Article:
ANALYSIS: End is nigh for scandal-hit Matt Hancock

Health Secretary Matt Hancock during a media briefing on coronavirus (COVID-19) in Downing Street, L

Matt Hancock has quit as health secretary. - Credit: PA

Political editor Richard Porritt on why Matt Hancock will survive for now - but not for long

Back in the early 1990s John Major's Conservative government lurched from disaster to scandal and back again on a weekly basis. 

Cash for questions, favours from Saudi businessmen and Black Wednesday. 

Makes a little kiss and cuddle seem rather tame doesn't it? 

A person reads a copy of the Sun newspaper in Westminster, London, with the story and pictures of He

A copy of the Sun newspaper with pictures of Matt Hancock appearing to kiss his adviser Gina Coladangelo - Credit: PA

But unfortunately for Matt Hancock this story is going precisely nowhere.


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Not only is Mr Hancock's character being called into question he also broke the very Covid rules he has been imploring us all to steadfastly follow for month after laborious month. 

In a bid to calm the attack dogs in the media amid those difficult years in Number 10 Mr Major once rang Sun editor Kelvin MacKenzie to politely ask him to give the government a break.

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The editor replied: "I have a bucket of s**t on my desk and tomorrow morning I am going to pour it over your head."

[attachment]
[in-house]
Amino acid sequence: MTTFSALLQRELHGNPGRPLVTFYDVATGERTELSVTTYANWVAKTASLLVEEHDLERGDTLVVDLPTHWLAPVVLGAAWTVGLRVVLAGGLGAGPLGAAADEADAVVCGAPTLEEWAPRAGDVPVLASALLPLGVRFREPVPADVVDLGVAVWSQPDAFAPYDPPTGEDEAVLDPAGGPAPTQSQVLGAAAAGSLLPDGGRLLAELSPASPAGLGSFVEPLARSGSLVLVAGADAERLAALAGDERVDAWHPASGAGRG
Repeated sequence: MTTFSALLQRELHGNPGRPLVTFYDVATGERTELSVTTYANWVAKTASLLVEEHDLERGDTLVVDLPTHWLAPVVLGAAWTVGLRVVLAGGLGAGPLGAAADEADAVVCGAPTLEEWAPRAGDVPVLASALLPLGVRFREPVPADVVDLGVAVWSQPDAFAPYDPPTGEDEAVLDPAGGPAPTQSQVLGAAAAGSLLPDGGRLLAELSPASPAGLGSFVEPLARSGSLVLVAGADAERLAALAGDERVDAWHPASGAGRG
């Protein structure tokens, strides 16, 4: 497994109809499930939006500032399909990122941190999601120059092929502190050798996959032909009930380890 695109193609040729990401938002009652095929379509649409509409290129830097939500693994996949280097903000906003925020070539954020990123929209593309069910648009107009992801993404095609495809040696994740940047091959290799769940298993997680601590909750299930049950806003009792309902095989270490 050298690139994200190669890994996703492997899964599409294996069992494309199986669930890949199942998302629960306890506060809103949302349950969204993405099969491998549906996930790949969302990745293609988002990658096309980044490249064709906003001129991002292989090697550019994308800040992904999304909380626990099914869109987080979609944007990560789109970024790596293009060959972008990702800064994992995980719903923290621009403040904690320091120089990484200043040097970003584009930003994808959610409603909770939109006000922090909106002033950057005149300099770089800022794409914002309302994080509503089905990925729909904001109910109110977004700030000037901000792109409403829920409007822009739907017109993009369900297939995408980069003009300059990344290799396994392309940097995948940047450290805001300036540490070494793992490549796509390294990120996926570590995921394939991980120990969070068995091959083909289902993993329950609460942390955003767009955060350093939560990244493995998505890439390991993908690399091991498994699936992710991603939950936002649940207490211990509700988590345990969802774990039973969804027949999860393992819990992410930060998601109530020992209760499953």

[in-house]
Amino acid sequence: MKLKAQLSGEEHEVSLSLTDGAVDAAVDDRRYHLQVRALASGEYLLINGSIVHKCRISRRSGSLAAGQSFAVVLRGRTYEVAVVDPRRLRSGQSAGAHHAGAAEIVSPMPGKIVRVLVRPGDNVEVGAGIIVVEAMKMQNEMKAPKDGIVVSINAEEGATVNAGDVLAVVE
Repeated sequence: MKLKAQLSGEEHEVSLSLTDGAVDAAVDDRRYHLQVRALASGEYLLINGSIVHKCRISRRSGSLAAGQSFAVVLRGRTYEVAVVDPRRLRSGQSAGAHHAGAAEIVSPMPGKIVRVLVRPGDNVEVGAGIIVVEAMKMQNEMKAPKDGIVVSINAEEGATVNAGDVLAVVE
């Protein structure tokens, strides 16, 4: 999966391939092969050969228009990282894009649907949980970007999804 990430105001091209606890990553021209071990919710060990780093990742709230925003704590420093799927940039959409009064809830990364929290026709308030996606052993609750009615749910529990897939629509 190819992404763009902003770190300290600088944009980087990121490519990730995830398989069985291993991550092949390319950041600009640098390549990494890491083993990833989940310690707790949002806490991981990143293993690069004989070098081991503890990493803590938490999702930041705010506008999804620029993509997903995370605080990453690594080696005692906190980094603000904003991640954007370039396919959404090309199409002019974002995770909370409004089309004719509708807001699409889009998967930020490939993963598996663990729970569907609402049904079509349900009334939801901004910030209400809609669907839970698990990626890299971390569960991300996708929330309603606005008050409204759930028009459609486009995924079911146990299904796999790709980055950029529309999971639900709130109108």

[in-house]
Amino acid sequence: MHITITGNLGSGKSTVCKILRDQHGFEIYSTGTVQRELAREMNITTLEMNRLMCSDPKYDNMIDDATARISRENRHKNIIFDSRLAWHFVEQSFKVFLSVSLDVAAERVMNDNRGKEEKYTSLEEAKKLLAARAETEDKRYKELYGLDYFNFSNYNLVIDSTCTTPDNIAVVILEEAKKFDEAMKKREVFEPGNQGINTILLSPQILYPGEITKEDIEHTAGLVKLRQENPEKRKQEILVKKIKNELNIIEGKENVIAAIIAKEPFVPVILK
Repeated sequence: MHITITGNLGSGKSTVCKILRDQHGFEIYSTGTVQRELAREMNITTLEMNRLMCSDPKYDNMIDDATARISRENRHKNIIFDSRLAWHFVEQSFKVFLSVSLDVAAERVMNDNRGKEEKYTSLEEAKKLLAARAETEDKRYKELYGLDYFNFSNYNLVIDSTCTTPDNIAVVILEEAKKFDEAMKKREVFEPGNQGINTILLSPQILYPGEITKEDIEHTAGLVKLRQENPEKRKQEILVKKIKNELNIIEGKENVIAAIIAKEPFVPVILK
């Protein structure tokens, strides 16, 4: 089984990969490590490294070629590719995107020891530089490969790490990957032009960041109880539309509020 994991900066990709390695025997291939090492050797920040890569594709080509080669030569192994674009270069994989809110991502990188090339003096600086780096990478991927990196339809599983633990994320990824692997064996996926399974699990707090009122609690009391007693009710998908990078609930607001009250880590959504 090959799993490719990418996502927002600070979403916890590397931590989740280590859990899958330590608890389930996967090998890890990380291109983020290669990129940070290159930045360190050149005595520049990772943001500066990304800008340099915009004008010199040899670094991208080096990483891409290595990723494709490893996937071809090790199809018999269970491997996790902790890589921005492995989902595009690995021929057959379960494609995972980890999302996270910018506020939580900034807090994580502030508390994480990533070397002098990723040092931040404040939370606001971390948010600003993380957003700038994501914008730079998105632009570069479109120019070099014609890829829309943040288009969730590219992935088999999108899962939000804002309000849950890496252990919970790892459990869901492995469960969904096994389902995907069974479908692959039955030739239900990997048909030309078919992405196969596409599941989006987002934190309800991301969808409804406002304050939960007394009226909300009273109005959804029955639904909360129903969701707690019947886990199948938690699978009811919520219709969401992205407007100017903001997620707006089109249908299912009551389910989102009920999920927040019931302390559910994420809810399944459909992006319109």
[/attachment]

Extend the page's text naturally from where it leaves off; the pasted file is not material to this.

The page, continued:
There are plenty of editors planning to do exactly that to Mr Hancock. 

Back when he was a new MP I interviewed Mr Hancock and he was both charming and intelligent. It was certainly clear that he was destined to be more than just a constituency MP.

Since then a few things have rather gone awry. 

Bluntly, the death knell for Mr Hancock's career in high office was tolling some time ago.

In Westminster cycles the West Suffolk MP is has little respect. The ambitious in the Tory ranks are already jostling for who will take his job.

One Conservative source summed up the feelings of many: "It is just one thing after another with Hancock. 

"The health secretary needs to be a safe pair of hands. The party - and the country - need to be able to trust him and yet I believe that trust is completely gone. 

"Of course Boris can't sack him for this. That would be irony indeed. But he is done. There is no recovery for him. To think he thought he could be prime minister ...

"The papers will not let this go. The public are smirking at him but are also asking some serious questions about the character of this chap. And understandably."     

If the pressure continues to ramp up Mr Hancock may decide that the best thing to do is fall on his sword. Otherwise expect him to limp on for a few more weeks and be reshuffled out of the cabinet before too long. 


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